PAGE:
Harvest, Isolation and Culture of Cardiac Stem Cells From Endomyocardial Biopsies
The purpose of this study is to determine whether the harvest, isolation and culture of cardiac stem cells from endomyocardial biopsies is feasible.
|Study Design:||Time Perspective: Prospective|
|Official Title:||Harvest, Isolation and Culture of Cardiac Stem Cells From Endomyocardial Biopsies|
- Determine the efficacy of using endomyocardial biopsy samples to isolate and expand cardiac stem cell cultures. [ Time Frame: 6 weeks ] [ Designated as safety issue: No ]
Biospecimen Retention: Samples With DNA
Biopsy samples are taken at the time of right heart catheterization. They are frozen in a GMP facility at the University of Louisville. The tissue is shipped either to the Institue of Molecular Caridology, Louisville, KY or shipped overnight to the Brigham and Women's Hospital in Boston, MA. The tissue is enzymatically dissociated, and cardiac stem cells are isolated and maintained in culture for 6-8 passages (point of clinical utility). During that time period, experimentation is carried out to charcterize the biological attributes of these cell populations. After this experimentation is complete, the cultures are destroyed in accordance with the biohazard handling policies of the individual institution.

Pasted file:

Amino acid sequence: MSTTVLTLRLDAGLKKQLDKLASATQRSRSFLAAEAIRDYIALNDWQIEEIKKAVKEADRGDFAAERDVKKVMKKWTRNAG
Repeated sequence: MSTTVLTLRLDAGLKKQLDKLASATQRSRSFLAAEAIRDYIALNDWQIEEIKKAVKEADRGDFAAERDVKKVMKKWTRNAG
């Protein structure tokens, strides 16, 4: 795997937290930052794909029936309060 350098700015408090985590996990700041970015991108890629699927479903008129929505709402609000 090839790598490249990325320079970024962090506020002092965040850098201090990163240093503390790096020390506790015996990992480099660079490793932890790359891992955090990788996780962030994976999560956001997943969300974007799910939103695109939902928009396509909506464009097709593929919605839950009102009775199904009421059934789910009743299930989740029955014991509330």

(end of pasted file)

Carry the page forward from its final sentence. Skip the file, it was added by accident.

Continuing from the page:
|Study Start Date:||April 2011|
|Estimated Study Completion Date:||December 2012|
Patients with heart failure from any cause will be considered as potential participants given their clinical background meets eligibility criteria.
Heart failure is a devastating condition affecting nearly 6 million patients in the United States alone. Ischemic cardiomyopathy, or pump failure secondary to previous heart attack, is considered by many to be the leading cause of heart failure. Stem cell therapy, or regeneration of the lost myocardium, is an intervention that has the potential for reversing the detrimental effects of this disease. Recently published evidence has shown preliminary results indicating the safety and feasibility of utilizing cardiac stem cells for the treatment of ischemic cardiomyopathy. The ability to use a commonly practiced method, such as endomyocardial biopsy, to isolate and expand stem cell cultures could, potentially, make this therapy widely available. The results of this study will be important for the design of future clinical trials.
|United States, Kentucky|
|University of Louisville|
|Louisville, Kentucky, United States, 40202|
|Principal Investigator:||Roberto Bolli, MD||University of Louisville|